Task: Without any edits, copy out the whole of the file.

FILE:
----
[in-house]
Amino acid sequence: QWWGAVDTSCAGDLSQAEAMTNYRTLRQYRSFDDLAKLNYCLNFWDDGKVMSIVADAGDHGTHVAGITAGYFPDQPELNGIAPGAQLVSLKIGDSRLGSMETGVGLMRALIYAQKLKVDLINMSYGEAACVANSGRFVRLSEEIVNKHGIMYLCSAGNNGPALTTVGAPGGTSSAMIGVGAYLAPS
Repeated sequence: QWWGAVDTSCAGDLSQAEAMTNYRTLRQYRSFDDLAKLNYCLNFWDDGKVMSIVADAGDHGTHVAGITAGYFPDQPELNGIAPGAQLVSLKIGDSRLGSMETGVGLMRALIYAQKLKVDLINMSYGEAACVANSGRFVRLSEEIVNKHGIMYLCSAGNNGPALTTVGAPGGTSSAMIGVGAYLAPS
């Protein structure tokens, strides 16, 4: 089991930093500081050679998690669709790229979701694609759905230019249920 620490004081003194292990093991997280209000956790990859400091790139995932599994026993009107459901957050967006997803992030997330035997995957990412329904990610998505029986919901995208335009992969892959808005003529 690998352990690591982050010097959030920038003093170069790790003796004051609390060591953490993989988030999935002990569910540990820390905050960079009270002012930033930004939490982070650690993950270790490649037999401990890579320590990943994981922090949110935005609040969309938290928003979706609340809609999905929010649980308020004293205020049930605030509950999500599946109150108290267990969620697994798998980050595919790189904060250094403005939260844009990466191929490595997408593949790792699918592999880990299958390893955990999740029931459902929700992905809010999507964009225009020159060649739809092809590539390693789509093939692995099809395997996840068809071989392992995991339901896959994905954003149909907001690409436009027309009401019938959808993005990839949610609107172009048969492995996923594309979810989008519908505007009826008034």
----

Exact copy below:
[in-house]
Amino acid sequence: QWWGAVDTSCAGDLSQAEAMTNYRTLRQYRSFDDLAKLNYCLNFWDDGKVMSIVADAGDHGTHVAGITAGYFPDQPELNGIAPGAQLVSLKIGDSRLGSMETGVGLMRALIYAQKLKVDLINMSYGEAACVANSGRFVRLSEEIVNKHGIMYLCSAGNNGPALTTVGAPGGTSSAMIGVGAYLAPS
Repeated sequence: QWWGAVDTSCAGDLSQAEAMTNYRTLRQYRSFDDLAKLNYCLNFWDDGKVMSIVADAGDHGTHVAGITAGYFPDQPELNGIAPGAQLVSLKIGDSRLGSMETGVGLMRALIYAQKLKVDLINMSYGEAACVANSGRFVRLSEEIVNKHGIMYLCSAGNNGPALTTVGAPGGTSSAMIGVGAYLAPS
């Protein structure tokens, strides 16, 4: 089991930093500081050679998690669709790229979701694609759905230019249920 620490004081003194292990093991997280209000956790990859400091790139995932599994026993009107459901957050967006997803992030997330035997995957990412329904990610998505029986919901995208335009992969892959808005003529 690998352990690591982050010097959030920038003093170069790790003796004051609390060591953490993989988030999935002990569910540990820390905050960079009270002012930033930004939490982070650690993950270790490649037999401990890579320590990943994981922090949110935005609040969309938290928003979706609340809609999905929010649980308020004293205020049930605030509950999500599946109150108290267990969620697994798998980050595919790189904060250094403005939260844009990466191929490595997408593949790792699918592999880990299958390893955990999740029931459902929700992905809010999507964009225009020159060649739809092809590539390693789509093939692995099809395997996840068809071989392992995991339901896959994905954003149909907001690409436009027309009401019938959808993005990839949610609107172009048969492995996923594309979810989008519908505007009826008034």